Pakistan's national Catholic Commission for Justice and Peace (CCJP) has announced it's starting a new initiative to bring an end to the growing crisis of Christian and Hindu girls who are being abducted and sexually abused in Pakistan.
With backing from Catholic charity Aid to the Church in Need (ACN), CCJP will start a campaign to protect and safeguard the rights of vulnerable girls from religious minorities.
Fr Emmanuel (Mani) Yousaf, Director of the CCJP, said last year "one of the most noted
challenges has been the recent rise in cases of abduction, forced marriage and forcible conversion.
"This phenomena, though not new, has catalysed during the recent past, due to the lack of adequate laws and the absence of implementation of existing safeguards to protect the young minor girls and women from the religious minority community."
The 2014 Sindh Child Marriage Restraint Act raised the bar for marriage in the province to 18. However, the law has not prevented courts finding in favour of girls' abductors, such as in the case of 14-year-old Huma Yousef (pictured above).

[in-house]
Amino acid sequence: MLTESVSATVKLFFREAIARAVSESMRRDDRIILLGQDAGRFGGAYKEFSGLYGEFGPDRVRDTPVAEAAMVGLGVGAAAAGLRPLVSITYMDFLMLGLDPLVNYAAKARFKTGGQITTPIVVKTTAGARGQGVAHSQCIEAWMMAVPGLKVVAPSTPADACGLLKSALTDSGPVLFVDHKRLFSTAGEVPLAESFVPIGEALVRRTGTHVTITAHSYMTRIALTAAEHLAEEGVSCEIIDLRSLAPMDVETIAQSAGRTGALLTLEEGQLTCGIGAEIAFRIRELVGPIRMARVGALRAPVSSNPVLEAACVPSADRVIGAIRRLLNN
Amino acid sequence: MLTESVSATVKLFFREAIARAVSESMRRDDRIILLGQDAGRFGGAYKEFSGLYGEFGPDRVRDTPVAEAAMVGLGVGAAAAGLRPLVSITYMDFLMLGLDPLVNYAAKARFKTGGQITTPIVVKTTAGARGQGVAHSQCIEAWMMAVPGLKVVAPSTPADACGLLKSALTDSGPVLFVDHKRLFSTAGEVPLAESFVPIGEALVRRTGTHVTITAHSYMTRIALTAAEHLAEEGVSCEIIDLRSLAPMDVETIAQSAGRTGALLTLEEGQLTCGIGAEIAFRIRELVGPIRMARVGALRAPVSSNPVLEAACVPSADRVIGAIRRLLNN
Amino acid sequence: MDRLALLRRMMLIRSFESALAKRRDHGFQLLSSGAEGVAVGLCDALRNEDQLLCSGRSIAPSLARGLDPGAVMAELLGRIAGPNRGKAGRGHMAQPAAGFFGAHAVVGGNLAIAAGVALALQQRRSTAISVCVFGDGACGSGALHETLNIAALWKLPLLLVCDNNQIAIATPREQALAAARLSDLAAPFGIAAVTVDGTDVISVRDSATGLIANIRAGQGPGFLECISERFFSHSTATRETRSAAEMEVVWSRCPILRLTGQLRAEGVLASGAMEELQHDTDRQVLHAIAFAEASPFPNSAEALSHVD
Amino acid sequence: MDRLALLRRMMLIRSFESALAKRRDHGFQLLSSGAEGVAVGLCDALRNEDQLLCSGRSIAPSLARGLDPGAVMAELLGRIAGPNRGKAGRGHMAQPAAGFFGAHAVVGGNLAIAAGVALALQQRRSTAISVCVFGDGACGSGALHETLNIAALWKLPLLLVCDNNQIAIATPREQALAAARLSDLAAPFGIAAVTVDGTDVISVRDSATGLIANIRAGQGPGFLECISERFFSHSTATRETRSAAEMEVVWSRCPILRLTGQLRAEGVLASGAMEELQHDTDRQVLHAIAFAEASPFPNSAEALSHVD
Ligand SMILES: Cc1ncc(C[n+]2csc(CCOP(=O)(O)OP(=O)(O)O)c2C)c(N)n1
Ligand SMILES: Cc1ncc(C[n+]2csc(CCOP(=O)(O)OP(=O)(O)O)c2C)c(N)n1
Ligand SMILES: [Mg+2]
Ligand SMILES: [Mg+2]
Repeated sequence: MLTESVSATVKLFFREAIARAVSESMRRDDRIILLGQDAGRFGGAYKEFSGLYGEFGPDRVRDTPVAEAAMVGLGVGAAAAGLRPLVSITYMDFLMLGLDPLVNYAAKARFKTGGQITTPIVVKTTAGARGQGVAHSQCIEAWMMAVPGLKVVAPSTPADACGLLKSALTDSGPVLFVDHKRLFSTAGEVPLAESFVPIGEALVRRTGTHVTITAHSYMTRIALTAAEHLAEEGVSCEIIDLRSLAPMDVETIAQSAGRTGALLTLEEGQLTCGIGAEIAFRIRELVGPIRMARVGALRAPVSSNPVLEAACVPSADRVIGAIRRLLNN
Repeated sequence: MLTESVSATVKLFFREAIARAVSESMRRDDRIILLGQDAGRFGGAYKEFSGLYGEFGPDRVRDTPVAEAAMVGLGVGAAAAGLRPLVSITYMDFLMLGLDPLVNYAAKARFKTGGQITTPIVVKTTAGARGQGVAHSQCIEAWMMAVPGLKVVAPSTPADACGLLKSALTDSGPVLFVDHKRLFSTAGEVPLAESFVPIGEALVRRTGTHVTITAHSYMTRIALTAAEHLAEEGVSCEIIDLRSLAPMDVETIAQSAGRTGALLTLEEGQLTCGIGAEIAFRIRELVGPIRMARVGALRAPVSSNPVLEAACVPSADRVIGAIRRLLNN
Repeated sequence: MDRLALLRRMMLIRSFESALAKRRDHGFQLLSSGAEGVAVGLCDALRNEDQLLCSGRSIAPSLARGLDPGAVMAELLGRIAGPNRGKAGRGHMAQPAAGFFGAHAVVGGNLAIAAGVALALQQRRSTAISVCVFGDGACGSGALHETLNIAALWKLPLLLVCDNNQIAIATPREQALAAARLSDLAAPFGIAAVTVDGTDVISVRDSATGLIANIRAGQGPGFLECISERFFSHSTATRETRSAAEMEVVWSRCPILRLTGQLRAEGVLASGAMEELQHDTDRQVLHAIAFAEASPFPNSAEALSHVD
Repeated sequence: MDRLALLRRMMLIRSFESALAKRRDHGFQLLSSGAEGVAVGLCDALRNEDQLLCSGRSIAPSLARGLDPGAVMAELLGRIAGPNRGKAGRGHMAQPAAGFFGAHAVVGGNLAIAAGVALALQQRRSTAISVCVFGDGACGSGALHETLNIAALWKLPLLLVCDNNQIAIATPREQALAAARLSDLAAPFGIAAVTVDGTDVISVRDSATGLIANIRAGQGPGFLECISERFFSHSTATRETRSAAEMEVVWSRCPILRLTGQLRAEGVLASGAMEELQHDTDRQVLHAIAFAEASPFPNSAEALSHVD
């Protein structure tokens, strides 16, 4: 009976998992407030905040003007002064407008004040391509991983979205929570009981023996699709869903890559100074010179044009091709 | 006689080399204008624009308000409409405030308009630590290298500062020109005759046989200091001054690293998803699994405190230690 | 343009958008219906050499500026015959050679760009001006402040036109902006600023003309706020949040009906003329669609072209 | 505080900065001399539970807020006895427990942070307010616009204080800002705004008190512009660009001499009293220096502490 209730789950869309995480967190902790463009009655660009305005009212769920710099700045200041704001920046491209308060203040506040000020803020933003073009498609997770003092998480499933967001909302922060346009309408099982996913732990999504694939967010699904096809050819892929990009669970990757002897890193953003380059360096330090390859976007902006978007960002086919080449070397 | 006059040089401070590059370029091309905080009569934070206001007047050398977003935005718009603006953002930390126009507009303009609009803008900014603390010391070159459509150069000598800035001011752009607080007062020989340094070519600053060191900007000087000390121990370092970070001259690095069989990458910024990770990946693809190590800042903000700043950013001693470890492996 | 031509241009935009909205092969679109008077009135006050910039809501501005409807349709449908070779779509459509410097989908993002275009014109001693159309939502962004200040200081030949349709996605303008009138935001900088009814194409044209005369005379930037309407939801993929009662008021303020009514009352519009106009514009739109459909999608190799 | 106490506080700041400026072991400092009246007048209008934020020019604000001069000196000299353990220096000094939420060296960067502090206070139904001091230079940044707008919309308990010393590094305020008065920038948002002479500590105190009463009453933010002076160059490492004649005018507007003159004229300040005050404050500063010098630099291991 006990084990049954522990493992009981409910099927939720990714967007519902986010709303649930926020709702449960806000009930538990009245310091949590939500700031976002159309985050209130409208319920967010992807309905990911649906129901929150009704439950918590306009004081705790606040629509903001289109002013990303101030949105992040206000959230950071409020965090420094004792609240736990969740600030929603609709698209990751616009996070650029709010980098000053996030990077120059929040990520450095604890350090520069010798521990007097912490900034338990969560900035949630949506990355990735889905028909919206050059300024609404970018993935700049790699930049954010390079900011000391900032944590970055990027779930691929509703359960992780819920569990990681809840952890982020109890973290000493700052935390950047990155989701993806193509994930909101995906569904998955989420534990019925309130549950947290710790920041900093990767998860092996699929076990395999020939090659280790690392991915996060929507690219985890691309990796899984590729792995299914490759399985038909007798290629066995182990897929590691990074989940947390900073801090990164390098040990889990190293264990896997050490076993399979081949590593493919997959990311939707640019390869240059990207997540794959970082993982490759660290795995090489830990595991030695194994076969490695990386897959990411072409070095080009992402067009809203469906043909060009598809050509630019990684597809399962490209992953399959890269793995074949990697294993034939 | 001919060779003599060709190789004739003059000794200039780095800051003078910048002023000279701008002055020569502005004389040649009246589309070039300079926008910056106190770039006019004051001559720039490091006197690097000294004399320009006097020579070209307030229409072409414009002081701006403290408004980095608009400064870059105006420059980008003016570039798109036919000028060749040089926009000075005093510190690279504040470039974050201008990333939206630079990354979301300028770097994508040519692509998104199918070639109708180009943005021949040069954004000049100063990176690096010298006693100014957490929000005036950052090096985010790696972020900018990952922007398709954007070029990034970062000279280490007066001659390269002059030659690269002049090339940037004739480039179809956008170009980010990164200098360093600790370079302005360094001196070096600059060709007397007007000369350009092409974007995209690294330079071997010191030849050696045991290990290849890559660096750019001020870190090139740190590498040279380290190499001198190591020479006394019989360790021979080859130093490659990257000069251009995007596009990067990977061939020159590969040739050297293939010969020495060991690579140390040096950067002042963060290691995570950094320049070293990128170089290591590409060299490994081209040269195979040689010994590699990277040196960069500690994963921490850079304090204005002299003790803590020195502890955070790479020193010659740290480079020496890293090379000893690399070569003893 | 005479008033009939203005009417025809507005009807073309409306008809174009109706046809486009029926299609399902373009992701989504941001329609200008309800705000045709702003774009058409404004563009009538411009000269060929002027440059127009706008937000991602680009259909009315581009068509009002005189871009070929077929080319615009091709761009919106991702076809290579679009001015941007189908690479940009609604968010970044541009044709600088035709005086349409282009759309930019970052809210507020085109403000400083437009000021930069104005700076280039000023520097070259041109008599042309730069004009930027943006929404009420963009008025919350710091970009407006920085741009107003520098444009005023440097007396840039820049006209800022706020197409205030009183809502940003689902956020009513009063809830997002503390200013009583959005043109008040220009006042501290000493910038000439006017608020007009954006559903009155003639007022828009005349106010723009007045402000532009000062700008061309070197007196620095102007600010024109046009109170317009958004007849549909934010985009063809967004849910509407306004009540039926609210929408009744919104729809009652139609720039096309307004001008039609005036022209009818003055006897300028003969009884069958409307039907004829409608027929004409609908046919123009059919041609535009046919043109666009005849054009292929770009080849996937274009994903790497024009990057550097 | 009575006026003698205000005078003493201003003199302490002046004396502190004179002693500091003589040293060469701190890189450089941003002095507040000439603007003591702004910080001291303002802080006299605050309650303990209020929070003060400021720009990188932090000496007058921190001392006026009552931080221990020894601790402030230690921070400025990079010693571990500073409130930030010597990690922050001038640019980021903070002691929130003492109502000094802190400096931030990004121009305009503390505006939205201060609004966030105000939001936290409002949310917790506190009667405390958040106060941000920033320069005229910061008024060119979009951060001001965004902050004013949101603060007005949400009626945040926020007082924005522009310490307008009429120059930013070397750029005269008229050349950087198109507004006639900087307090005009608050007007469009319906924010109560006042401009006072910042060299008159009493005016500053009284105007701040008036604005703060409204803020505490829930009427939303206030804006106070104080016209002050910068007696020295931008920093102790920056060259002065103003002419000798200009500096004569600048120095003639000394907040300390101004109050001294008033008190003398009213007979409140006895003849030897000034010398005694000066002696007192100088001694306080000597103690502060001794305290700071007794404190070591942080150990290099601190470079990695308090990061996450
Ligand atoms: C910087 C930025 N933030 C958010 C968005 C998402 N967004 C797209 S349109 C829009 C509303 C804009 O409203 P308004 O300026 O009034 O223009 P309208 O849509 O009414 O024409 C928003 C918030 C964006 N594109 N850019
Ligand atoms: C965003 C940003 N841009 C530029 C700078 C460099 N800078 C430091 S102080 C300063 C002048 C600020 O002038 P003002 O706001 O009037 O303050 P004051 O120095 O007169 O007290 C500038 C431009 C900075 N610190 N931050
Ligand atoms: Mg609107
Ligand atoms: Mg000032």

Following a Supreme Court decision on marriages between Muslims, judges ruled in February 2020 that as Huma Yousef had converted to Islam her marriage with her alleged abductor Abdul Jabbar was valid as she had had her first period.
The CCJP initiative to protect minority girls will include consultations with politicians and other decision makers at both state and national level, promoting community awareness about the problem, and providing legal help for victims.
Fr Mani said: "We at CCJP have been documenting and monitoring the incidents of abductions, forced marriage and conversion which have been found to be occurring with Hindu and Christian minor girls and also adult women.
"The surrounding pressure in courts from extremist groups, the biased attitude of police, the fear of harm from the abductor, and stigma associated force the victim to often give a statement in favour of her abductor.
"CCJP believes that in order to initiate and effect change, there is a need to engage both nationally and internationally to raise a voice, demand that the state takes adequate action on the said issue and also mobilise a public appeal for legislation."
According to Pakistan's Movement for Solidarity and Peace, every year up to 1,000 Christian and Hindu girls and women aged between 12 and 25 years are abducted.
But the organisation believes that due to underreporting and problems with police, the scale of the problem could be higher.